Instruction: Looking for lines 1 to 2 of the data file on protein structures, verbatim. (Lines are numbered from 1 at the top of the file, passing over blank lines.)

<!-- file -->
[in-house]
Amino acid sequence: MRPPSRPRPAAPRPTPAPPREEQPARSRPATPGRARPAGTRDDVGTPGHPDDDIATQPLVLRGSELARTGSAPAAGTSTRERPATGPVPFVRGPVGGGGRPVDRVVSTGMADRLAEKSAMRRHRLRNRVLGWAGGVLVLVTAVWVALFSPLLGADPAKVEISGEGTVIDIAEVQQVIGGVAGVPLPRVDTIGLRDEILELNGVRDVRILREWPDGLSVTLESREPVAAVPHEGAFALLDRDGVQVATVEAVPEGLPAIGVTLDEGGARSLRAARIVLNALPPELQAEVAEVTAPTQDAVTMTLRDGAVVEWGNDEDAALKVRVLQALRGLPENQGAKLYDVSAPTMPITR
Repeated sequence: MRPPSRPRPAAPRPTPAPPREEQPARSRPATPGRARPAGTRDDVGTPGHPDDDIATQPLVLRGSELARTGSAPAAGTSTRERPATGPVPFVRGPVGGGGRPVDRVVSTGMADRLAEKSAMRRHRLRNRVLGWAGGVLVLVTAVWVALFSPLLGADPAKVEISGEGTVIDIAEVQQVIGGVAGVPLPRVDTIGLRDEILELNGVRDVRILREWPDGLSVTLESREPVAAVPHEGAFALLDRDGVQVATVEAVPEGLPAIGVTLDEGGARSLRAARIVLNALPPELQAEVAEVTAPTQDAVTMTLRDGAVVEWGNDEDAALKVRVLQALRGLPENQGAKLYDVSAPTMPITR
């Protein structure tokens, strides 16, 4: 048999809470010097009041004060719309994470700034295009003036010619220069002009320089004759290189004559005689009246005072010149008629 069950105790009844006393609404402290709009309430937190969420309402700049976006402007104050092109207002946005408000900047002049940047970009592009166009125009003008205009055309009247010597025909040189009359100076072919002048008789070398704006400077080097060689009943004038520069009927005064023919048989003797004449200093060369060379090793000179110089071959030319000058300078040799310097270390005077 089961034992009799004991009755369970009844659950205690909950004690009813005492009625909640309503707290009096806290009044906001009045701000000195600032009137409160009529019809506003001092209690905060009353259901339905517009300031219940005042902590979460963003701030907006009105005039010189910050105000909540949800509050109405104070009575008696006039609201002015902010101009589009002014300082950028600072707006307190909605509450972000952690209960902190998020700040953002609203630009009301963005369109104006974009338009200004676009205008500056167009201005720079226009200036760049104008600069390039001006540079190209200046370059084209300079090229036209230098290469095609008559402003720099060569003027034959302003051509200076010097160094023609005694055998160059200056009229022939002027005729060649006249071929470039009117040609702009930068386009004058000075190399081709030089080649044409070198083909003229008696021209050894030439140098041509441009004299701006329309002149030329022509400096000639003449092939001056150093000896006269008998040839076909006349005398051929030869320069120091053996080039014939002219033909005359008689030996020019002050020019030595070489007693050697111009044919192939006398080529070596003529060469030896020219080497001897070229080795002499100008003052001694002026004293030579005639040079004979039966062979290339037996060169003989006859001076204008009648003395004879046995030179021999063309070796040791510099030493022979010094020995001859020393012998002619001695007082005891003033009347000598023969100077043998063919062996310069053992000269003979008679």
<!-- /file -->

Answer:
[in-house]
Amino acid sequence: MRPPSRPRPAAPRPTPAPPREEQPARSRPATPGRARPAGTRDDVGTPGHPDDDIATQPLVLRGSELARTGSAPAAGTSTRERPATGPVPFVRGPVGGGGRPVDRVVSTGMADRLAEKSAMRRHRLRNRVLGWAGGVLVLVTAVWVALFSPLLGADPAKVEISGEGTVIDIAEVQQVIGGVAGVPLPRVDTIGLRDEILELNGVRDVRILREWPDGLSVTLESREPVAAVPHEGAFALLDRDGVQVATVEAVPEGLPAIGVTLDEGGARSLRAARIVLNALPPELQAEVAEVTAPTQDAVTMTLRDGAVVEWGNDEDAALKVRVLQALRGLPENQGAKLYDVSAPTMPITR